Under existing law, known as the Digital Millennium Copyright Act, a Web site hosting copyright material receives a notice to take down the offending file or be subject to legal action. The big problem with SOPA and PIPA, opponents claim, is that the bills would give copyright owners unfettered power to shut down Web sites without warning or a court order. The result, critics feared, would be unchecked censorship of small, out-gunned sites by big media players. Opponents of the bill also wondered what would happen if media companies began "de-listing" offending Web sites from the Internet. Such tampering with the underlying architecture of the Internet sparked outcry that SOPA and PIPA would "break the Internet" [source: Yu].

The Senate was scheduled to vote on SOPA and PIPA on January 24, 2012. For months leading up to the vote, opposition Web sites had organized small grassroots protests and town hall meetings to draw attention to the bills and encourage concerned citizens to contact their representatives. Still, by mid-January, only a handful of senators had spoken out in opposition of the legislation.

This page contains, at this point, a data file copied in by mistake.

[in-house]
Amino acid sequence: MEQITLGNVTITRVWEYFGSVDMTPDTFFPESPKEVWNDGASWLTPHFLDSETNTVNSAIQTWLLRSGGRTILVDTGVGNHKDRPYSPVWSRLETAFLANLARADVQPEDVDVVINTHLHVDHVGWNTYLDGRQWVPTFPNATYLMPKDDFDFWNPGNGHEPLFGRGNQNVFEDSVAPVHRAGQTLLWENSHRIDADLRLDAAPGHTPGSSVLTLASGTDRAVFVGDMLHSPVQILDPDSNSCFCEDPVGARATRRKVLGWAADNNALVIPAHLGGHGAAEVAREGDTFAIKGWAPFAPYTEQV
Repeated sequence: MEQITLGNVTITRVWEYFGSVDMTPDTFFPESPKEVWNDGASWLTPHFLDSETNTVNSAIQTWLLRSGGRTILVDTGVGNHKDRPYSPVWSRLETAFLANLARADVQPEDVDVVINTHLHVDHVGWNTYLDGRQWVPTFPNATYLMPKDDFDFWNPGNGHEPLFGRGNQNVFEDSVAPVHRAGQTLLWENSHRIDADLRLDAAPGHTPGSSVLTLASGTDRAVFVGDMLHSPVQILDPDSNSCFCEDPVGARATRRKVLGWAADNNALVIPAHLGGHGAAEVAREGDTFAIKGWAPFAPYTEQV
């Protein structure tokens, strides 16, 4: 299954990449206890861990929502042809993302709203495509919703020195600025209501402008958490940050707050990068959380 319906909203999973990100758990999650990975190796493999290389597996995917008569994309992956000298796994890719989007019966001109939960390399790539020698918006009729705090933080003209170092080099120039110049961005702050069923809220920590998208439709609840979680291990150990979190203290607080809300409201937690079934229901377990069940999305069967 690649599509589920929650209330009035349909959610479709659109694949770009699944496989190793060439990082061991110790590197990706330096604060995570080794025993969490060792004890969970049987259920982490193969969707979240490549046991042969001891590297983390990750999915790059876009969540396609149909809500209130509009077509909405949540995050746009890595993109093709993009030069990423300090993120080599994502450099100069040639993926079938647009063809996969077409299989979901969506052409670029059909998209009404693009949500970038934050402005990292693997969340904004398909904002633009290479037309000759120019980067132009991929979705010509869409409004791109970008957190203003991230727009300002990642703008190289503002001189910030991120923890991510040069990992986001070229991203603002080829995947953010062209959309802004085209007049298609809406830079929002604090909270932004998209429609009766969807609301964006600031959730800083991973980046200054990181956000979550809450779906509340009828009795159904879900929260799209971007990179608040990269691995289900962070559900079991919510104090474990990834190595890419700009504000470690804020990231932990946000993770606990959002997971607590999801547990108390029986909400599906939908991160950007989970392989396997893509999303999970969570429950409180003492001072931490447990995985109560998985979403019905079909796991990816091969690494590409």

That would all change on January 18. Thanks to the very public outage of Wikipedia and vocal opposition by Google, nearly 10 million people signed online petitions opposing SOPA and PIPA. Over 4 million people sent e-mails to their congressmen and women. And almost a billion people were blocked from visiting "striking" Web sites. Dozens of senators quickly withdrew their support for the bill and the January 24th vote was suspended indefinitely.

For lots more information about protests and strikes, explore the related links on the next page.

Author's Note: What was the largest protest in history?

The first Amendment of the Constitution is simple in its wording, yet profound in its scope. In that single sentence are enshrined the rights of free speech, free press, freedom of religion and freedom of the people "peaceably to assemble and to petition the government for a redress of grievances." As Americans, we respect the right of any individual or group to peacefully protest their cause, whether we agree with their stance or not. And through the powerful examples of Ghandi, Martin Luther King, and the Arab Spring uprisings, the world has witnessed the power of nonviolent protest to move and remove governments. These freedoms are among democracy's greatest gifts, and I'm excited to see the world transformed by peaceful protest rather than military intervention.

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Sources